WANTED: YOUR COMMENTS. SPJ leaders are in the final stages of selecting recipients for the annual national honors. The awards honor individuals and groups that have impacted journalism and First Amendment issues over the past year. All SPJ members are invited to view national honors candidates and leave comments for the SPJ Executive Committee's consideration. To comment, you must be logged in to the Members section of the SPJ website and provide your SPJ membership number on the feedback form. Anonymous feedback will not be accepted or reviewed. The identities of those offering comments will not be disclosed outside of the SPJ executive board and the headquarters staff. Click here for a full list of the candidates and to be directed to the feedback form.
COOL TOOLS. There's no shortage of news reports coming from the Gulf region in response to the largest oil spill in U.S. history. And the reporting will no doubt continue for months and years to come. But as all good journalists know, reporting is more than throwing out facts and hoping someone cares. Impactful news requires context for audiences to better understand why THEY should care.
Trimble Outdoors has developed such a tool for news outlets (and anyone else) wanting to put the magnitude of the spill in better context. The company recently launched a "Map the Spill" application free to anyone who wants it. According to Trimble, the application allows anyone "to use their mobile phone to record field notes, take photos and video, and mark locations on a map."
Another useful, and relatively simple, tool comes from IfItWasMyHome.com, which uses Google Maps technology to superimpose the area of the Gulf oil spill on any land-based location, such as Chicago, Seattle or Denver (or whatever location you choose). You can easily grab the code for each map and share it on another website, giving more context to the enormity of the affected area.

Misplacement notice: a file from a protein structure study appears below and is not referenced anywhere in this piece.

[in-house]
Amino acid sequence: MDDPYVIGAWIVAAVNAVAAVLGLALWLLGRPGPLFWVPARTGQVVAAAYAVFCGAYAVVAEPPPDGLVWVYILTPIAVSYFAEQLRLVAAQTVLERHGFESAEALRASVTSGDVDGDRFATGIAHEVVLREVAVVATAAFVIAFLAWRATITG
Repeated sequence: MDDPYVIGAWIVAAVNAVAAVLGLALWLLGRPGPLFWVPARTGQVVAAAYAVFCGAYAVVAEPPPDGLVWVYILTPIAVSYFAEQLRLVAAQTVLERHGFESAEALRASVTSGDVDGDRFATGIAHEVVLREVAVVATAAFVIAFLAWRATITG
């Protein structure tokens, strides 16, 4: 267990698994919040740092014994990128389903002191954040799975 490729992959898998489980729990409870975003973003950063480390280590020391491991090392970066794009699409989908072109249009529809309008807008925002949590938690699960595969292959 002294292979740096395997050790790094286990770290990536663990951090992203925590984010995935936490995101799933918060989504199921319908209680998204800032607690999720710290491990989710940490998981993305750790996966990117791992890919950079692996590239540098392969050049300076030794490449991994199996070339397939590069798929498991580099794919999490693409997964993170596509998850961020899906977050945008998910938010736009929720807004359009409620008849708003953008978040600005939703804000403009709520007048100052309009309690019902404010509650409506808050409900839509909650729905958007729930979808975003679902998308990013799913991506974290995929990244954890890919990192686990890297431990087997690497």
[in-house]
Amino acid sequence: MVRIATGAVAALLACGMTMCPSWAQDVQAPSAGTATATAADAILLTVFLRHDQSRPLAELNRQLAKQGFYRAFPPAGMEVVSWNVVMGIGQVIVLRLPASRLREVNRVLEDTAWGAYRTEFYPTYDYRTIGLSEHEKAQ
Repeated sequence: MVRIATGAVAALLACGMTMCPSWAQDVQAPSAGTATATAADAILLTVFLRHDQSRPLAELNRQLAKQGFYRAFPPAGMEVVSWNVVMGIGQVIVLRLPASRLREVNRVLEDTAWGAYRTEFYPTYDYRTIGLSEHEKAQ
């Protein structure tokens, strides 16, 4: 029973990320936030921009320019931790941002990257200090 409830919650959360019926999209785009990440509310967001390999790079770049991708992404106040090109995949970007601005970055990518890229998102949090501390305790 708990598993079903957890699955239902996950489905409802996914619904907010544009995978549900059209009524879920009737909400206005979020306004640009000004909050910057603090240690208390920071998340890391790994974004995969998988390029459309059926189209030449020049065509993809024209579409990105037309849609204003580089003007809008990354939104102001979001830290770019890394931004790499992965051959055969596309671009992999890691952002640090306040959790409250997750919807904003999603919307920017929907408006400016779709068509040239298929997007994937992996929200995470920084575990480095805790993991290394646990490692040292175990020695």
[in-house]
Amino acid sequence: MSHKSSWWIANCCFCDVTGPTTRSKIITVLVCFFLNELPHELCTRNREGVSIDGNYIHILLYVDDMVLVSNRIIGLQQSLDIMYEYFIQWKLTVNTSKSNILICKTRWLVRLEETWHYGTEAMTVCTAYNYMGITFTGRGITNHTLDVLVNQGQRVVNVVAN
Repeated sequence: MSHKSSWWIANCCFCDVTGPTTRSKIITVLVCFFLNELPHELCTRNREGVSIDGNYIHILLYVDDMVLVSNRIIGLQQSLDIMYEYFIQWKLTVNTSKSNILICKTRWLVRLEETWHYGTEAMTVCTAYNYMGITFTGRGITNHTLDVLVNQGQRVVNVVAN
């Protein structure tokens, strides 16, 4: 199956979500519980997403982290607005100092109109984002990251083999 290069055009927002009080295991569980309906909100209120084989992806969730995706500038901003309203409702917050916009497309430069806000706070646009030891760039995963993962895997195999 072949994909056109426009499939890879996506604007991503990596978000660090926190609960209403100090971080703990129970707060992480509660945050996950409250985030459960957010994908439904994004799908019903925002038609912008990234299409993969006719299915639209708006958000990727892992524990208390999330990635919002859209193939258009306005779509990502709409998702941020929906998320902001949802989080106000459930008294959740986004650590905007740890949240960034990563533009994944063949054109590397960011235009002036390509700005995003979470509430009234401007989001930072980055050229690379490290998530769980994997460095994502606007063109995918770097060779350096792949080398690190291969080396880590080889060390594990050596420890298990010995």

And if you're looking for "all news oil spill," look no further than The Daily Glob, a website recently launched by our colleagues at the Society of Environmental Journalists. The site curates and aggregates stories, Twitter feeds and other outlets' destination sites devoted to oil-spill coverage.
LAST WEEK'S QUIZ. Q.The satirical news publication and website The Onion is a behemoth in the fake-news market, but it's not the only game in town. There are other folks mocking news and making up headlines, all with the point of getting a few laughs (and making some money). But unfortunately not everyone is always in on the joke. What news site is eating crow this week for citing information from a satirical news site as a factual account? And what was the fake news site that started it?
A. The AOL News Surge Desk reported fake information from the satirical site News Grind relating to a manhunt in Britain for alleged gunman Raoul Moat. See the full rundown from Journalism.Co.Uk (think Poynter with a British twist).
And the winner is... Janna Braun, an associate professor at San Diego Mesa College. Congratulations, Janna. A prize is on the way soon.
It seems that one was a bit harder than normal, as we received fewer correct responses than Larry King has months left in primetime. Should we take it easy this week or continue to make you work hard for the coveted prize?
Well, let's see...
THIS WEEK'S QUIZ. National Public Radio officially changed its name to NPR recently, causing thousands of tote bags and coffee tumblers to become instant collectables. But it isn't the only notable non-profit going through a rebranding. What national Chicago-based non-profit (hint: it's not news related) officially announced a name change this week? For extra credit: What similar organization did this non-profit in question help when the organization was in its infancy? And why is this year significant for that organization?